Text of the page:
I welcome the Leader of the House back from Seville and hope that he is not nursing a hangover. Will he comment on the text of the letter that the Prime Minister sent to the manager of Celtic saying:

"I have asked John Reid who, as you may know, is a Celtic fan, to represent the Government at the game and to underline our support for your efforts"?
May I ask since when has it become necessary for a member of the Cabinet to be sent to a football match? Does that responsibility lie with the Leader of the House, or would it usually be the responsibility of the Secretary of State for Culture, Media and Sport? On this occasion, will her consolation prize for not going to Seville be the opportunity to chair a sitting of the Modernisation Committee in the Leader of the House's absence?

I return to the question of the Attorney-General's role and responsibilities. The Leader of the House must recognise that outstanding questions remain, not least the one that my hon. Friend the Member for Torridge and West Devon (Mr. Burnett) asked the Solicitor-General a few minutes ago. For example, is it possible for a United Nations resolution to give an action retrospective legal sanction? We do not know; we have not heard an answer. The situation draws attention to the fact that, as the Attorney-General is a Member of the other place, there is no way in which elected representatives can hold him to account in this Chamber. Surely that raises an important constitutional issue. Would a way round that problem be for the Attorney-General to attend a sitting of the Select Committee on the Lord Chancellor's Department so that he could be questioned on matters of considerable importance such as those raised today?

That situation highlights the difficulties that hon. Members have encountered since the departure of the former Secretary of State for International Development. The new Secretary of State is not a Member of this House. Are the Government adopting a general practice of giving responsibility for major Departments of State to Members of the other place, who are unelected and thus unrepresentative of, and unaccountable to, the electorate? Surely that shows the importance of putting back into action the current stalled procedure on Lords reform.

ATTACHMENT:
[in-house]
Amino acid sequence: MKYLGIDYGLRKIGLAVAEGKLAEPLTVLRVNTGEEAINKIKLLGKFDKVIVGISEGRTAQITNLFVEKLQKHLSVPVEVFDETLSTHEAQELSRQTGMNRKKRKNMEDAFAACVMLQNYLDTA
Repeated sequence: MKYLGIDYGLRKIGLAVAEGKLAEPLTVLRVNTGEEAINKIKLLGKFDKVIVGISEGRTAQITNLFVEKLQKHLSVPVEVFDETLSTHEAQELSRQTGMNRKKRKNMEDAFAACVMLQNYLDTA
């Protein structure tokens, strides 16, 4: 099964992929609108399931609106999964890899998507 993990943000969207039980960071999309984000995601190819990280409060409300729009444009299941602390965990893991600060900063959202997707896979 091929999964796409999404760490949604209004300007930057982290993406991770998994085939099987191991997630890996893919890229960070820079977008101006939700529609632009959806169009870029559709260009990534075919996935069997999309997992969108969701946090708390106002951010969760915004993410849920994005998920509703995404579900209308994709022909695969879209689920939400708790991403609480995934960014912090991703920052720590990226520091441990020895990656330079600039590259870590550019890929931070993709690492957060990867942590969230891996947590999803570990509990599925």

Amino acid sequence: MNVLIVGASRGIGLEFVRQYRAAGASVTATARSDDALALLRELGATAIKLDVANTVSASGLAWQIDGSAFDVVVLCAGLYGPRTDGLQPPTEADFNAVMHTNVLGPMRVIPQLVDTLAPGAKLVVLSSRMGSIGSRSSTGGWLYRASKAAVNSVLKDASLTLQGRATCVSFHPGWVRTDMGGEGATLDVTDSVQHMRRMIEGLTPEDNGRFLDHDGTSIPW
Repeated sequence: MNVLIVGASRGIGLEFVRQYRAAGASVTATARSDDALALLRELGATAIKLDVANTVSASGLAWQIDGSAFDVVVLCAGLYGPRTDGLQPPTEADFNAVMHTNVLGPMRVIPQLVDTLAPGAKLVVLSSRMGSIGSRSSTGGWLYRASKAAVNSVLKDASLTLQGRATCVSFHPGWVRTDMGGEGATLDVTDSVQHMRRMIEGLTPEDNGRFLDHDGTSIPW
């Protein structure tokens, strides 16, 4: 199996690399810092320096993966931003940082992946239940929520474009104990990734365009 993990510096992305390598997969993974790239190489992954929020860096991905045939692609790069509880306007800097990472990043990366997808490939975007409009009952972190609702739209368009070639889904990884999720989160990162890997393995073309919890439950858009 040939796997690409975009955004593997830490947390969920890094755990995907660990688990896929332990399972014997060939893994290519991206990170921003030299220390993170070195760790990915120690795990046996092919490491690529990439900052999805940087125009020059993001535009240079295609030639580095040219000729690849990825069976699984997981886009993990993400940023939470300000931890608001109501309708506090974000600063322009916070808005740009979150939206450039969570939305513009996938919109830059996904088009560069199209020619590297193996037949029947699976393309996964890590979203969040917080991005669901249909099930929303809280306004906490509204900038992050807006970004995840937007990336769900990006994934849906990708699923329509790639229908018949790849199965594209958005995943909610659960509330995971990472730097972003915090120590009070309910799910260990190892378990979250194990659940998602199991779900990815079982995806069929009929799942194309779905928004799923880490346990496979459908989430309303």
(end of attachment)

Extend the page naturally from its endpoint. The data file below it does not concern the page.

When does the Leader of the House intend to resume the talks that were specifically requested and demanded by the motion that was put to the House on 29 October 2002? He will recall that the Modernisation Committee recommended that specific consultation should take place with Opposition parties on the legislative programme, with particular reference to carry-over, which must be a matter of discussion and consensus. He knows that we have only about 10 legislative weeks before the end of the Session, so when will he resume the consultation discussions?

The hon. Gentleman's first point was about the UEFA cup final. I think that the Prime Minister was, to some extent—I am not letting any secrets out here—making a virtue of a necessity because I was going to go to the game anyway. I apologise for having a human streak but when you wait 33 years for your team to get to the final, you tend to want to go—despite the attractions of the Modernisation Committee. I congratulate Porto on its victory but I think that Celtic's performance did us proud.

I think I am right in saying that we established the Select Committee on the Lord Chancellor's Department. It would be advisable for the Committee to issue an invitation to the Attorney-General and to find out what happens—it is not for me to comment on his responsibilities. The hon. Gentleman also asked about carry-over and other procedures, and I shall turn my mind to that soon after the Whitsun recess.

I am not sure whether this is the right time to remind the Leader of the House that the last time Aberdeen made it to a European final, it actually won. I congratulate Celtic on last night's performance.

Will the Leader of House put pressure on the Paymaster General to make a further statement after the Whitsun recess on the workings of the new child tax credit and working tax credit? She has already made a statement on that issue but problems are continuing. I received yet another e-mail from a constituent this morning outlining continuing problems getting through to the helpline.

Further things have come to our notice since the Paymaster General's last statement. Serious computer glitches are holding up the whole process so that even if MPs manage to get through to their helpline, it is not always possible to resolve problems because the computer system cannot cope terribly well. Local Inland Revenue offices are now making interim payments, which they were not geared up to do before, but it has transpired that those payments—

I thank my hon. Friend for her helpful comments on football matters. The Paymaster General has made it plain that we are throwing whatever resources we can at the problems arising from tax credits, and we obviously deeply regret any outstanding problems that remain. If the system is not working to the extent that it should, as my hon. Friend suggests, there will be an opportunity to discuss the matter immediately after the recess because there will be a Westminster Hall debate on tax credits on the Wednesday after our return. The debate will allow her and other hon. Members to point out any problems and suggest solutions.